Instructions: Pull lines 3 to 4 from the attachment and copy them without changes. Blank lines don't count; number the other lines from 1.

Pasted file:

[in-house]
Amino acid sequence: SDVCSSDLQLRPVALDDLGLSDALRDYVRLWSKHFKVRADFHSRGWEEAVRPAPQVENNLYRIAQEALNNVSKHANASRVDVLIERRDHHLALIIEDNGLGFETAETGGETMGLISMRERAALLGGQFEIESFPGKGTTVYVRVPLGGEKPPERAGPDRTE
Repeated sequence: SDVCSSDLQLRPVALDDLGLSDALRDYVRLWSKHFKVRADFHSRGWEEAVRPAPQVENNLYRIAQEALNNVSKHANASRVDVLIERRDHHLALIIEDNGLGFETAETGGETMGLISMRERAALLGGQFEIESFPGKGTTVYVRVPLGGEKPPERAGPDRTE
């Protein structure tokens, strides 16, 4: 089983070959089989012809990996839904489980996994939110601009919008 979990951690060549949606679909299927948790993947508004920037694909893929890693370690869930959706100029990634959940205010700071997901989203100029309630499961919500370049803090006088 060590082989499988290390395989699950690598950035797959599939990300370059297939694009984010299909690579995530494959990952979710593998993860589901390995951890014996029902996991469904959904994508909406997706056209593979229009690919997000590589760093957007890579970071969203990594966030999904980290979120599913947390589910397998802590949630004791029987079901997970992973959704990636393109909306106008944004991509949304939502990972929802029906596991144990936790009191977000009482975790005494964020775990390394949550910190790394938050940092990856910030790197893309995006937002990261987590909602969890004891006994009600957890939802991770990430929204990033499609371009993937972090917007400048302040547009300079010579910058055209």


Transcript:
Repeated sequence: SDVCSSDLQLRPVALDDLGLSDALRDYVRLWSKHFKVRADFHSRGWEEAVRPAPQVENNLYRIAQEALNNVSKHANASRVDVLIERRDHHLALIIEDNGLGFETAETGGETMGLISMRERAALLGGQFEIESFPGKGTTVYVRVPLGGEKPPERAGPDRTE
């Protein structure tokens, strides 16, 4: 089983070959089989012809990996839904489980996994939110601009919008 979990951690060549949606679909299927948790993947508004920037694909893929890693370690869930959706100029990634959940205010700071997901989203100029309630499961919500370049803090006088 060590082989499988290390395989699950690598950035797959599939990300370059297939694009984010299909690579995530494959990952979710593998993860589901390995951890014996029902996991469904959904994508909406997706056209593979229009690919997000590589760093957007890579970071969203990594966030999904980290979120599913947390589910397998802590949630004791029987079901997970992973959704990636393109909306106008944004991509949304939502990972929802029906596991144990936790009191977000009482975790005494964020775990390394949550910190790394938050940092990856910030790197893309995006937002990261987590909602969890004891006994009600957890939802991770990430929204990033499609371009993937972090917007400048302040547009300079010579910058055209």